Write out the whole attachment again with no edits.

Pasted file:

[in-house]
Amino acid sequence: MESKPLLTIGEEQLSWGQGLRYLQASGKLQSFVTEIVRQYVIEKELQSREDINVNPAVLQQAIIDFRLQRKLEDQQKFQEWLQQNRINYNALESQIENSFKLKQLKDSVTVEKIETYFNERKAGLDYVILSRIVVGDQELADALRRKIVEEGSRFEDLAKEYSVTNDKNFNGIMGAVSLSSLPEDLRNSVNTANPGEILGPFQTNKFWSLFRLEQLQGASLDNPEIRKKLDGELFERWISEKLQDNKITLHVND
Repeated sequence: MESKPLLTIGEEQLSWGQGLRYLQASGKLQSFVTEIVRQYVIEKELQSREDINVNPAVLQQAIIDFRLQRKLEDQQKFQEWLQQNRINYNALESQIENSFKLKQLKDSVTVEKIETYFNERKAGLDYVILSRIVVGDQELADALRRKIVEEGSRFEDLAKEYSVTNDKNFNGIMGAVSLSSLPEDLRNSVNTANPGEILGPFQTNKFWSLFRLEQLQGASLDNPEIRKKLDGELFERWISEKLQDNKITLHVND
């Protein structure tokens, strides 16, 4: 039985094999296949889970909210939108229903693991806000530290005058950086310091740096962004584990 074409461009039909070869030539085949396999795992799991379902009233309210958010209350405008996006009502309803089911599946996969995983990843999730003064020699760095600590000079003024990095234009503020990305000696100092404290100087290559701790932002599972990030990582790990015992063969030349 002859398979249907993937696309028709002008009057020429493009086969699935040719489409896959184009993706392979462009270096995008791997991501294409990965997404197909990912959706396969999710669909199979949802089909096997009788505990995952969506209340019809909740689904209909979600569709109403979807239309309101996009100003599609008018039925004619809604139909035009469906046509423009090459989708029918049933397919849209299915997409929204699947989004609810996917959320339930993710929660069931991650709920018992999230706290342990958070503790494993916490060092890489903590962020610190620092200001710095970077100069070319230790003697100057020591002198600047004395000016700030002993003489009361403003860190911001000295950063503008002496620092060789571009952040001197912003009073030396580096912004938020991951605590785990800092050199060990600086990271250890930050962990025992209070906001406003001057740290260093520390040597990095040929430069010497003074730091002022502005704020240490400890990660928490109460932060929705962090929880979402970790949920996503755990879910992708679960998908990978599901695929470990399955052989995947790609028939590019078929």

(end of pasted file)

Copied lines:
[in-house]
Amino acid sequence: MESKPLLTIGEEQLSWGQGLRYLQASGKLQSFVTEIVRQYVIEKELQSREDINVNPAVLQQAIIDFRLQRKLEDQQKFQEWLQQNRINYNALESQIENSFKLKQLKDSVTVEKIETYFNERKAGLDYVILSRIVVGDQELADALRRKIVEEGSRFEDLAKEYSVTNDKNFNGIMGAVSLSSLPEDLRNSVNTANPGEILGPFQTNKFWSLFRLEQLQGASLDNPEIRKKLDGELFERWISEKLQDNKITLHVND
Repeated sequence: MESKPLLTIGEEQLSWGQGLRYLQASGKLQSFVTEIVRQYVIEKELQSREDINVNPAVLQQAIIDFRLQRKLEDQQKFQEWLQQNRINYNALESQIENSFKLKQLKDSVTVEKIETYFNERKAGLDYVILSRIVVGDQELADALRRKIVEEGSRFEDLAKEYSVTNDKNFNGIMGAVSLSSLPEDLRNSVNTANPGEILGPFQTNKFWSLFRLEQLQGASLDNPEIRKKLDGELFERWISEKLQDNKITLHVND
């Protein structure tokens, strides 16, 4: 039985094999296949889970909210939108229903693991806000530290005058950086310091740096962004584990 074409461009039909070869030539085949396999795992799991379902009233309210958010209350405008996006009502309803089911599946996969995983990843999730003064020699760095600590000079003024990095234009503020990305000696100092404290100087290559701790932002599972990030990582790990015992063969030349 002859398979249907993937696309028709002008009057020429493009086969699935040719489409896959184009993706392979462009270096995008791997991501294409990965997404197909990912959706396969999710669909199979949802089909096997009788505990995952969506209340019809909740689904209909979600569709109403979807239309309101996009100003599609008018039925004619809604139909035009469906046509423009090459989708029918049933397919849209299915997409929204699947989004609810996917959320339930993710929660069931991650709920018992999230706290342990958070503790494993916490060092890489903590962020610190620092200001710095970077100069070319230790003697100057020591002198600047004395000016700030002993003489009361403003860190911001000295950063503008002496620092060789571009952040001197912003009073030396580096912004938020991951605590785990800092050199060990600086990271250890930050962990025992209070906001406003001057740290260093520390040597990095040929430069010497003074730091002022502005704020240490400890990660928490109460932060929705962090929880979402970790949920996503755990879910992708679960998908990978599901695929470990399955052989995947790609028939590019078929």